Hystopia by David Means

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David Means is the author of four story collections. His first novel, Hystopia (Farrar, Straus, and Giroux, 352 pp., $26), is an alternative history of the seventies in which John F. Kennedy has survived multiple assassination attempts and is still president while the Vietnam War continues.

Means has created yet another in a long list of novels that take us to the heart of American darkness in the Vietnam War. In this one faith in high-tech sensors designed to detect VC urination patterns goes unbounded. With our fire power and our sneaky-peepy expertise, the book seems to say, how can we lose?  Well, let me count the ways.

I now wish I hadn’t used the word “phantasmagorical” to describe previous Vietnam War novels. I should have reserved the word for this book. But, then again, I didn’t know this one was coming.

Means has produced many brilliant short stories. Some of his most serious fans had given up on him producing the Great American Novel they hoped for from him. But here it is. And it’s a Vietnam War novel, sort of.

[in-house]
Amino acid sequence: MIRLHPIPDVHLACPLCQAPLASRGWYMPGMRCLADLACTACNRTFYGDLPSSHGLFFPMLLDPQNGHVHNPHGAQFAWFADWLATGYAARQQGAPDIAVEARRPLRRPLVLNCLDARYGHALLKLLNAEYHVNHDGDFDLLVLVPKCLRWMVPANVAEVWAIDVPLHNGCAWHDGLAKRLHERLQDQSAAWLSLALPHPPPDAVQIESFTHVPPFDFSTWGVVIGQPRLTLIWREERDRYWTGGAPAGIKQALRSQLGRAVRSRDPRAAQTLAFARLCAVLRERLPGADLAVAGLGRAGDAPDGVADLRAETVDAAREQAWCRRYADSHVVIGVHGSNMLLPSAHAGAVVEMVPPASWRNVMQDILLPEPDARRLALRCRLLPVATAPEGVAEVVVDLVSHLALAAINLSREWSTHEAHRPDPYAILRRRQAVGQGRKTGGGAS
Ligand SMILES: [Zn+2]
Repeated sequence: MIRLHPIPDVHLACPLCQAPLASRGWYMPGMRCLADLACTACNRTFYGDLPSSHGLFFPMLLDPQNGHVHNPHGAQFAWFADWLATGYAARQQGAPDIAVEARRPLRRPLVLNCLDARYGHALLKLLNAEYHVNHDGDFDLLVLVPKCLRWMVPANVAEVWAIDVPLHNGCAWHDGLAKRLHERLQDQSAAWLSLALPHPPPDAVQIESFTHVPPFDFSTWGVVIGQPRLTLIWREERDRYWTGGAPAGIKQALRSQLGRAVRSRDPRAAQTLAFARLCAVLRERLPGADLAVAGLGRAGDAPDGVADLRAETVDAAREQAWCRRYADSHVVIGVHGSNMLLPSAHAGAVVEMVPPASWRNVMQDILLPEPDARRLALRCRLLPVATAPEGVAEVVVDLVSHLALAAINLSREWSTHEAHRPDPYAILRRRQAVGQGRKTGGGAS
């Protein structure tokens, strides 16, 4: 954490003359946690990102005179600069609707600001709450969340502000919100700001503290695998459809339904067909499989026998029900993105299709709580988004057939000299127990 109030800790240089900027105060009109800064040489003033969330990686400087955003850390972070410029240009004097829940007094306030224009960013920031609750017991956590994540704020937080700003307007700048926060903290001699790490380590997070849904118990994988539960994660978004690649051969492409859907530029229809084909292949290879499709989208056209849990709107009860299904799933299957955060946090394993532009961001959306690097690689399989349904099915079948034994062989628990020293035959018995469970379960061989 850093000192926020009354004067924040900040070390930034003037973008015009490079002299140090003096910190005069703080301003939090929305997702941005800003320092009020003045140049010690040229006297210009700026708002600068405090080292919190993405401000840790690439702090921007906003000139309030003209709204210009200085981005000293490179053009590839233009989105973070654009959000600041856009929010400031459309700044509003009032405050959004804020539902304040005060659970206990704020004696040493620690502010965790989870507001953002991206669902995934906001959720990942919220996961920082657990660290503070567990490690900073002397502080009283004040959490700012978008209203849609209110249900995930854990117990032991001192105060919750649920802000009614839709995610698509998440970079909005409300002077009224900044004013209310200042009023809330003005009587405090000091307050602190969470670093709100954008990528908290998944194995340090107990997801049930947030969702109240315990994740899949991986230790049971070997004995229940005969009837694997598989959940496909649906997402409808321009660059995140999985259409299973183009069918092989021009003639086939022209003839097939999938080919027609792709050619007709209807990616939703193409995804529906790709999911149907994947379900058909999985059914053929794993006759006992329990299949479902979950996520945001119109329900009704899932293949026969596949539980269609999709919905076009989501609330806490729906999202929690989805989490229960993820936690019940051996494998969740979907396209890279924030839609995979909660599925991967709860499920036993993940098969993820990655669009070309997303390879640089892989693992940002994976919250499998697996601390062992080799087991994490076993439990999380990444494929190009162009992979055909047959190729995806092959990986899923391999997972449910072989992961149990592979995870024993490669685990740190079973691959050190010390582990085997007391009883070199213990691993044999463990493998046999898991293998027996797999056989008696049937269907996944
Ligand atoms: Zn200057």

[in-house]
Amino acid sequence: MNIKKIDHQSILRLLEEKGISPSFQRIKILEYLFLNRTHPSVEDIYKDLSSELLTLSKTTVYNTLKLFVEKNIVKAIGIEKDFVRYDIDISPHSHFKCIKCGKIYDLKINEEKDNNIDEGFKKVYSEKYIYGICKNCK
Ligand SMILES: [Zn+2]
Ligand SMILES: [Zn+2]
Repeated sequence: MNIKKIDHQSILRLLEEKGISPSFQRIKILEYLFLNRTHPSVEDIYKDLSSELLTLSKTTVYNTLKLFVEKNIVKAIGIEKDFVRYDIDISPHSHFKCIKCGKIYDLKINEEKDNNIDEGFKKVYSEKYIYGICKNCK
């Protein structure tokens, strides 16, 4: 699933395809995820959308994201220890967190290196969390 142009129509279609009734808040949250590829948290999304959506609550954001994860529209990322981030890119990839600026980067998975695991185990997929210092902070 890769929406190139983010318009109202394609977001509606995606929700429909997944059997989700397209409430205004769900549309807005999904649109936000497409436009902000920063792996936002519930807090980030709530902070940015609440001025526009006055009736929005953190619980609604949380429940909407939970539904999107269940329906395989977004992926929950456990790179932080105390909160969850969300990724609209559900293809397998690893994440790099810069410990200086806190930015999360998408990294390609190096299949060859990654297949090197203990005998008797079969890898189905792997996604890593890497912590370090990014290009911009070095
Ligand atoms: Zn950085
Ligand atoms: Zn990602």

It has everything—and I do mean everything: elephant grass, rice paddies, the Mekong Delta, jungle rot, slogging, ambushes, crew cuts, taking a hill, losing a hill, choppers, water buffalo, dust-offs. And that list is on just one page.

Means’ novel is mostly about an all-encompassing federal agency that JFK has created:  the Psych Corps. “Dedicated to maintaining the nation’s mental hygiene by any means necessary.”  Can traumas be overcome? This novel seems to hold little hope for that.

David Mean

David Means

Characters opine that rich kids evaded the war and that most of the folks who went fell into the group called Mac’s morons. Means uses a lot of pop culture fodder in this book: the Phantom Blooper, Norman Rockwell, the Big Two-Hearted River, Huckleberry Finn, Tarzan, the Rolling Stones, and the Beatles.

We get asked how many Vietnam veterans it takes to screw in a light bulb. The answer: You can’t know; you weren’t there.

There’s lots of pontificating about what it is that makes up a true war story. Tim O’Brien grappled with that question decades ago in The Things They Carried. I believe he provided a better answer.

This book lacks a story that make me care about any of the characters, even though JFK’s sister made me sad. Still, I would suggest dipping into this book and seeing what’s there. You’ll find a lot of food for thought.

But I didn’t really need more of that. Or didn’t want any more.

—David Willson

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